Date: Thu Mar 24 2005 - 11:52:37 MST
On Thu, 24 Mar 2005, Ben Goertzel wrote:
> I believe you.
> However, some feel differently. I know several individuals, each of whom
> *would* trade their lives in order to save 10 random strangers with whom
> they have minimal genetic relatedness -- an action that would go against the
> interest of their selfish genome as well as their selfish organism.
People have only scratched the surface of the "selfish gene"
idea. Looking only at the first level of implications. Does a "selfish
gene" work only to copy those which are exact base pair for base
pair copies of itself? Or does it work to copy those similar to itself?
For example the four color genes of the human eye (red,green,blue,night
vision green), they are all very similar. A "selfish gene" might do well
to support the copying of many variations of itself, as diversity of forms
will tend to insure its survival, over a single form. Diversity of genetic
variations is so important that we have sex, instead of cloning for all
higher life forms, and many lower.
> You could argue this isn't "true altruism" because their goal may be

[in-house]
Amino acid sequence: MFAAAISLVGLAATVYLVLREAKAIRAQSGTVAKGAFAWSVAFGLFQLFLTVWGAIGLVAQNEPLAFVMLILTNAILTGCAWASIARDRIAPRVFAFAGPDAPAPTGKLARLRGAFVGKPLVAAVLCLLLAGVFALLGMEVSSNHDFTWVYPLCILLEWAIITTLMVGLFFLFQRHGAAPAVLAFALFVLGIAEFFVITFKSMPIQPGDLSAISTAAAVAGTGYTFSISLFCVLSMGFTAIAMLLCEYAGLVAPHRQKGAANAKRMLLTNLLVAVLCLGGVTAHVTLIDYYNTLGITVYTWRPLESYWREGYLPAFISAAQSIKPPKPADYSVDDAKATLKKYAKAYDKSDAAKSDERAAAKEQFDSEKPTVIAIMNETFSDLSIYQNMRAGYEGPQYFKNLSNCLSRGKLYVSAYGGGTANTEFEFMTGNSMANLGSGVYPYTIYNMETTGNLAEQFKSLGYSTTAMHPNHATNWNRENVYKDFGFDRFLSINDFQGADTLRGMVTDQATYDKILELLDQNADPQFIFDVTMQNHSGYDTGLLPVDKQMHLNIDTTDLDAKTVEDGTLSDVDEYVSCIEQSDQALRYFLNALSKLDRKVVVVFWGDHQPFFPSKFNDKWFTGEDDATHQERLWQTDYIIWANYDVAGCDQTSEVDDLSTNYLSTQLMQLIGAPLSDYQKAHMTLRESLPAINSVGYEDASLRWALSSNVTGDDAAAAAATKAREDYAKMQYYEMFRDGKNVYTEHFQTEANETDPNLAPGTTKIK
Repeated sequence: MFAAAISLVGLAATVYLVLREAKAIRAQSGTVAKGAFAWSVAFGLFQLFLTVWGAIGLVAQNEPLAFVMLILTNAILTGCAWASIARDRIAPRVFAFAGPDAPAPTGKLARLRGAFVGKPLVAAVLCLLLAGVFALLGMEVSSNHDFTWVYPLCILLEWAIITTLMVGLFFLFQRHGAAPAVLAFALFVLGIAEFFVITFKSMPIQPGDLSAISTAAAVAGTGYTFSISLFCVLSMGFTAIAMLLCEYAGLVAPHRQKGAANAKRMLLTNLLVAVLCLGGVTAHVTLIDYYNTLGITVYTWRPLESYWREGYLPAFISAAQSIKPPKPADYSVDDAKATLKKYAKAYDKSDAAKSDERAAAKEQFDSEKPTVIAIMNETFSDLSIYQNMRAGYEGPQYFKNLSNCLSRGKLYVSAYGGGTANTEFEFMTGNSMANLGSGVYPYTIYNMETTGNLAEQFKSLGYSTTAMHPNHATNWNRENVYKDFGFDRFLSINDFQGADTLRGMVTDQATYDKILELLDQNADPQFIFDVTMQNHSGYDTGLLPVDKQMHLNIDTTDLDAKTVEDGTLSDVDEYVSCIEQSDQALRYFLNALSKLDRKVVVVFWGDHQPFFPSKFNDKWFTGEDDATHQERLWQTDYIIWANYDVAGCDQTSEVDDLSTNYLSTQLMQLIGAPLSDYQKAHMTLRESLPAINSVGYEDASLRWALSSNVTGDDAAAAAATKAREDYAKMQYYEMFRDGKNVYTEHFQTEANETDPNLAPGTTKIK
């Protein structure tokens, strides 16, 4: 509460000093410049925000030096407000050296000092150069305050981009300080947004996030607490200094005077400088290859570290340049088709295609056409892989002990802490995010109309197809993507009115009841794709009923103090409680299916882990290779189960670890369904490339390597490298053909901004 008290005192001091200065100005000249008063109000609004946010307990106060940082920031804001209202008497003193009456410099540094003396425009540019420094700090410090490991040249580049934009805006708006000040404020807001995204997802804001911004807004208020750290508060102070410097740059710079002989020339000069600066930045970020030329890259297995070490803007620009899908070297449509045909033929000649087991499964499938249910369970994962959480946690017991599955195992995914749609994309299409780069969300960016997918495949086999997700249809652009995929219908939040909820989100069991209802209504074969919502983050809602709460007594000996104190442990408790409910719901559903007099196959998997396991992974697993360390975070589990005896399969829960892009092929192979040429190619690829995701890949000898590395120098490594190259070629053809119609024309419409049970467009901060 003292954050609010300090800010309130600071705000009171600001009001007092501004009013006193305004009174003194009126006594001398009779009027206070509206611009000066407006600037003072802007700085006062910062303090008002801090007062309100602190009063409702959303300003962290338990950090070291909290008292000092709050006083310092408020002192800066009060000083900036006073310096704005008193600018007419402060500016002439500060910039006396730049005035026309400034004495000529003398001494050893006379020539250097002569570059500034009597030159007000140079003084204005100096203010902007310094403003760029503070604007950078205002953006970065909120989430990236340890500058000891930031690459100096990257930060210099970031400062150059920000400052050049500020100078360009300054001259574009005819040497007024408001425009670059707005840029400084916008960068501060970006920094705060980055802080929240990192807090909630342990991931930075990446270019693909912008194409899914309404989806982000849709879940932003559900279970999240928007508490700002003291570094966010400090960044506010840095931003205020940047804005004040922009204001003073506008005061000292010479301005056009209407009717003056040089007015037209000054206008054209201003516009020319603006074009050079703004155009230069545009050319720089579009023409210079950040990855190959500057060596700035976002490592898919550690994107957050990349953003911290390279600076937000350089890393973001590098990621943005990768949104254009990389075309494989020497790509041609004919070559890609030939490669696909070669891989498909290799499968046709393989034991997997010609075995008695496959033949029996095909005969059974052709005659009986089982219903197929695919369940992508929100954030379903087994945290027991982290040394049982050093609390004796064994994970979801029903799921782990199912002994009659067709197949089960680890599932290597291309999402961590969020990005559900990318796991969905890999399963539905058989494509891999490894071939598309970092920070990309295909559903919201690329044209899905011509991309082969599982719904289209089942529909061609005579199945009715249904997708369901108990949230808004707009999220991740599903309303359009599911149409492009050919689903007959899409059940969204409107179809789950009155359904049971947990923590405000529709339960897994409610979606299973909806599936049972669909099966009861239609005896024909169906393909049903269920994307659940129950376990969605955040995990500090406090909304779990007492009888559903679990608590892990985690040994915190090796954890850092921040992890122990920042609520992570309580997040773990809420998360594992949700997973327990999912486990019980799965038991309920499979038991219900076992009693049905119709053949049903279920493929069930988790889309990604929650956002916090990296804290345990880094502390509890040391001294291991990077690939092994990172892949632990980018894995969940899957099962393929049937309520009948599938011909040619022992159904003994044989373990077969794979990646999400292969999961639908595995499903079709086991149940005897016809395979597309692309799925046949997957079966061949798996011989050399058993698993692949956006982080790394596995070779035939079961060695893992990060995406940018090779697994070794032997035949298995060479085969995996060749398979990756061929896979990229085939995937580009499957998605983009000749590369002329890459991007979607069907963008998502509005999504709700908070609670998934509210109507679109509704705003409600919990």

> personal satisfaction or personal ego-boosting or something, rather than
> "pure altruism" -- but I don't tend to find such arguments very meaningful.
> As far as I'm concerned, this is an example of genuine altruism, and it's
> not explained via the neo-Darwinist orthodoxy very well. It's explained by
> the variant of evolutionary theory that emphasizes self-organization and
> dynamical attractors.
It comes out of Darwinism is you look at it closely. Survival of the
fittest simply has to look beyond the individual organism, and the
individual variant of a gene. Its a very very complex equation.
> Altruism (in the sense I'm using it here) is a psychological attractor, and
> the quasi-altruism that the selfish genome promotes has pushed some human
> brains toward that attractor. Guiding AGI's into this psychological
> attractor will be an important topic in AGI psychology...
The psychological attractor is there because evolution built it in.
Altruism is selected for ultimately, and its not always 'nice', it also
means altruistically fighting off parasites, for example people in games
will tend to punish cheaters even if its not to there direct benefit to do
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